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For Some Kids, Increase in Household Stress Could Be COVID-19's Biggest Threat

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Hansa Bhargava, MD - Blogs
By Hansa D. Bhargava, MDBoard-certified pediatricianApril 16, 2020
From the WebMD Archives

I was a bit worried that something didn’t seem right when I examined Kassi, a 5-month-old baby, who had been brought into the ER with a broken arm. Her parents seemed wonderful, and they were very co-operative, but their story that she had simply “fallen wrong” from a sitting position didn’t make sense. I did more digging and learned that a recent job loss had increased the stress level in the home dramatically – tensions were running high. Ultimately, we learned that Kassi’s arm broke when her Dad, who was very stressed out from his job loss, yanked her arm too hard one day when Kassi wouldn’t stop crying.

This story has been running through my mind as the COVID-19 pandemic has been unfolding. We know that an increase in financial, relational, and health-related stress increases the risk for child abuse. And COVID-19 has brought unprecedented levels of stress for all of us. For some, it’s adjusting to being constantly at home, trying to work from home while homeschooling children, or being older and isolated due to fears of getting the infection. For others, the situation is even worse – job loss, financial uncertainty, living in crowded situations, or within a bad relationship. This pressure cooker can inevitably lead to lashing out on the most vulnerable, the children in the household.

So what can we do to help these stressed out families where kids may be at risk? If you know of a family who may be under stress from job loss or other pressures, here are a few suggestions:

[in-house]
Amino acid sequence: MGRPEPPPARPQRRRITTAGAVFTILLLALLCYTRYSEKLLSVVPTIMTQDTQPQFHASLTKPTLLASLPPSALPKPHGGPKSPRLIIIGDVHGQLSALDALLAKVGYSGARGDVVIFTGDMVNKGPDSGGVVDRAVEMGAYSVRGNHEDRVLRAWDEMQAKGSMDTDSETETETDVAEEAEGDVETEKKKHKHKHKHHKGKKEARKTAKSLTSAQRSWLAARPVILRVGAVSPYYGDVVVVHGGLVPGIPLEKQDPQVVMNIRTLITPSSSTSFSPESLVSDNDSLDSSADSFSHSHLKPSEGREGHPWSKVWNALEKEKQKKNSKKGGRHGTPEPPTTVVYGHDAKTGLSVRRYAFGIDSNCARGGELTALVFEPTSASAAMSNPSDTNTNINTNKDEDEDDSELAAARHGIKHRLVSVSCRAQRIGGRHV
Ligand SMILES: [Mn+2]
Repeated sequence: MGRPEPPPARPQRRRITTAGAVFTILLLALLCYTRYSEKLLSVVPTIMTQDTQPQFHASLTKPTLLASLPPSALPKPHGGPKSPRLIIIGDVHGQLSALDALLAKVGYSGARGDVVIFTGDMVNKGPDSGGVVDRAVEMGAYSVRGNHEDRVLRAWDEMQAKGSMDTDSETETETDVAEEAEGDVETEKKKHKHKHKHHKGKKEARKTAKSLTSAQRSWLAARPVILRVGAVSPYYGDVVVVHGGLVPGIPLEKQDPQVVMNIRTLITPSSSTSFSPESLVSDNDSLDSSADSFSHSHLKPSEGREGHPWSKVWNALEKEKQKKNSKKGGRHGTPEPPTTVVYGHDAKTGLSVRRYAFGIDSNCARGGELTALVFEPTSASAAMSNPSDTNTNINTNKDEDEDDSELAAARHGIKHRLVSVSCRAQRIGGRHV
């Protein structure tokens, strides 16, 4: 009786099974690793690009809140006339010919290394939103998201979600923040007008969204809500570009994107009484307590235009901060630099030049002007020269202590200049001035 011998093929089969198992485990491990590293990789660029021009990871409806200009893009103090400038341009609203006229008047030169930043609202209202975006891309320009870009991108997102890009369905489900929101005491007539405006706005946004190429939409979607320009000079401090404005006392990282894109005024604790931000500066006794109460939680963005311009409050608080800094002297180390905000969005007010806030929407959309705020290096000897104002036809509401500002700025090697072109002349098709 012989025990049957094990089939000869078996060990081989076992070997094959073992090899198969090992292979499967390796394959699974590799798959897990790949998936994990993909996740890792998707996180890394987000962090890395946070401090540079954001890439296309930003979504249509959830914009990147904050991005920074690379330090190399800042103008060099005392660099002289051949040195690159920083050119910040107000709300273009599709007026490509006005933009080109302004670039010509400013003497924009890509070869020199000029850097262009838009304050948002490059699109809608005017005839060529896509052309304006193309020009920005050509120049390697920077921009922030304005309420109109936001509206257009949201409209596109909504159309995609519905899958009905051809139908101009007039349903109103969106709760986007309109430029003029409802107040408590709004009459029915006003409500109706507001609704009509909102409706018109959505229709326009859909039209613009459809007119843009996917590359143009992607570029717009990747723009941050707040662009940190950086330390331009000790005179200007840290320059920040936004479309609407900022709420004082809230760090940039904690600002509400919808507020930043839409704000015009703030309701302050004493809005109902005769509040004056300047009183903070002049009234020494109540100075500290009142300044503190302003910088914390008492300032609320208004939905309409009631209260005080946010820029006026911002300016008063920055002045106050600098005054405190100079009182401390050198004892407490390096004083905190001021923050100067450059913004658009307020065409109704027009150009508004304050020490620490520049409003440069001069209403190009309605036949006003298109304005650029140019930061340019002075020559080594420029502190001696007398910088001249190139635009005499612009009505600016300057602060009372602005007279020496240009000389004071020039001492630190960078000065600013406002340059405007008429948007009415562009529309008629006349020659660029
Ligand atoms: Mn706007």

1. Do they need any help with meals? Can you pick up food for them when you go to the grocery store? Can you drop off a meal? Some schools are offering meals to kids who are on the meal program during the school year.
  2. If you are daycare teacher, community leader or organizer, is there a way to provide virtual childcare? Whether its reading stories or doing silly crafts, any help for childcare can help for parents in these circumstances.
  3. Can you be a virtual friend? Often, just venting can help relieve some stress. If you have a friend who is a parent of young children, check in on them regularly via text or Facetime. It can really help.

If you suspect a child is getting abused, reach out to authorities. A child who is subject to violence may get withdrawn and not want to talk, they may have injuries that don’t make sense, or may not want to come out of their home. With social distancing, what you see and hear from a troubled child may be limited, but if you are worried, call the police or Childhelp National Child Abuse Hotline (1-800-4AChild). They will know what to do to make sure that the child is safe.

And if you are a stressed parent yourself, remember, it is SO important to take care of yourself. This means not just taking time to eat, but actually taking the time to de-stress by calling a friend or family member, taking a walk if there is a safe area, and even taking just a few minutes to take a time out to breathe. Getting enough sleep is really important as is taking some screen free time. There are some good resources on parenting during these times as well: Child Mind Institute does regular Facebook Live events with tips, and the American Academy of Pediatrics has parenting tips too. If anxiety or stress is too much, reach out to the Crisis Text Line to contact a professional quickly (text “HOME” to 741741). You can also always reach out to your doctor or a mental health professional - most are doing telemedicine visits and you can talk to them from home.

Remember, while we need to practice physical distancing right now, all of us need social closeness to help us get through these stressful times. Don’t forget to reach out if you need help.



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About the Author
Hansa D. Bhargava, MD

Hansa Bhargava, MD, is a medical editor and WebMD's expert pediatrician. She oversees the team of medical experts responsible for ensuring the accuracy and credibility of the pediatric content on the site.

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